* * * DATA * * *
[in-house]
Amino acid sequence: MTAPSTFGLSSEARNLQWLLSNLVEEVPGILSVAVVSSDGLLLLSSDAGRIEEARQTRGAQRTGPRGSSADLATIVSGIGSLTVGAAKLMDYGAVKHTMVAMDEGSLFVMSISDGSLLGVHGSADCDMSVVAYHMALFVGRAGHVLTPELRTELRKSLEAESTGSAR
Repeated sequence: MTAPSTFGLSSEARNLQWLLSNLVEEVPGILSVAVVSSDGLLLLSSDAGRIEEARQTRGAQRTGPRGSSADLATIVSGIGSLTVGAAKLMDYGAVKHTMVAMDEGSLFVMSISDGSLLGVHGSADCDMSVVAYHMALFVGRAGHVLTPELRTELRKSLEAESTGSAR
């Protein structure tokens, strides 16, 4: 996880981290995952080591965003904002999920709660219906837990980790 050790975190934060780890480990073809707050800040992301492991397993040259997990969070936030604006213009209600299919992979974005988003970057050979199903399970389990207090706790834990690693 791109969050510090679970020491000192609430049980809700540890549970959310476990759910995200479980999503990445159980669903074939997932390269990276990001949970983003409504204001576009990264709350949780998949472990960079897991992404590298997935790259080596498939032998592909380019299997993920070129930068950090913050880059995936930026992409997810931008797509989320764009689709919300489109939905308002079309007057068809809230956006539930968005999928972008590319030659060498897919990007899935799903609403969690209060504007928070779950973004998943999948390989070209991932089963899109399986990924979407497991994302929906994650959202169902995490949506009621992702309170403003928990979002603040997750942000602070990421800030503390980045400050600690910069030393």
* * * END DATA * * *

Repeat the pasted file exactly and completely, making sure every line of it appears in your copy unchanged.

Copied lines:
[in-house]
Amino acid sequence: MTAPSTFGLSSEARNLQWLLSNLVEEVPGILSVAVVSSDGLLLLSSDAGRIEEARQTRGAQRTGPRGSSADLATIVSGIGSLTVGAAKLMDYGAVKHTMVAMDEGSLFVMSISDGSLLGVHGSADCDMSVVAYHMALFVGRAGHVLTPELRTELRKSLEAESTGSAR
Repeated sequence: MTAPSTFGLSSEARNLQWLLSNLVEEVPGILSVAVVSSDGLLLLSSDAGRIEEARQTRGAQRTGPRGSSADLATIVSGIGSLTVGAAKLMDYGAVKHTMVAMDEGSLFVMSISDGSLLGVHGSADCDMSVVAYHMALFVGRAGHVLTPELRTELRKSLEAESTGSAR
């Protein structure tokens, strides 16, 4: 996880981290995952080591965003904002999920709660219906837990980790 050790975190934060780890480990073809707050800040992301492991397993040259997990969070936030604006213009209600299919992979974005988003970057050979199903399970389990207090706790834990690693 791109969050510090679970020491000192609430049980809700540890549970959310476990759910995200479980999503990445159980669903074939997932390269990276990001949970983003409504204001576009990264709350949780998949472990960079897991992404590298997935790259080596498939032998592909380019299997993920070129930068950090913050880059995936930026992409997810931008797509989320764009689709919300489109939905308002079309007057068809809230956006539930968005999928972008590319030659060498897919990007899935799903609403969690209060504007928070779950973004998943999948390989070209991932089963899109399986990924979407497991994302929906994650959202169902995490949506009621992702309170403003928990979002603040997750942000602070990421800030503390980045400050600690910069030393």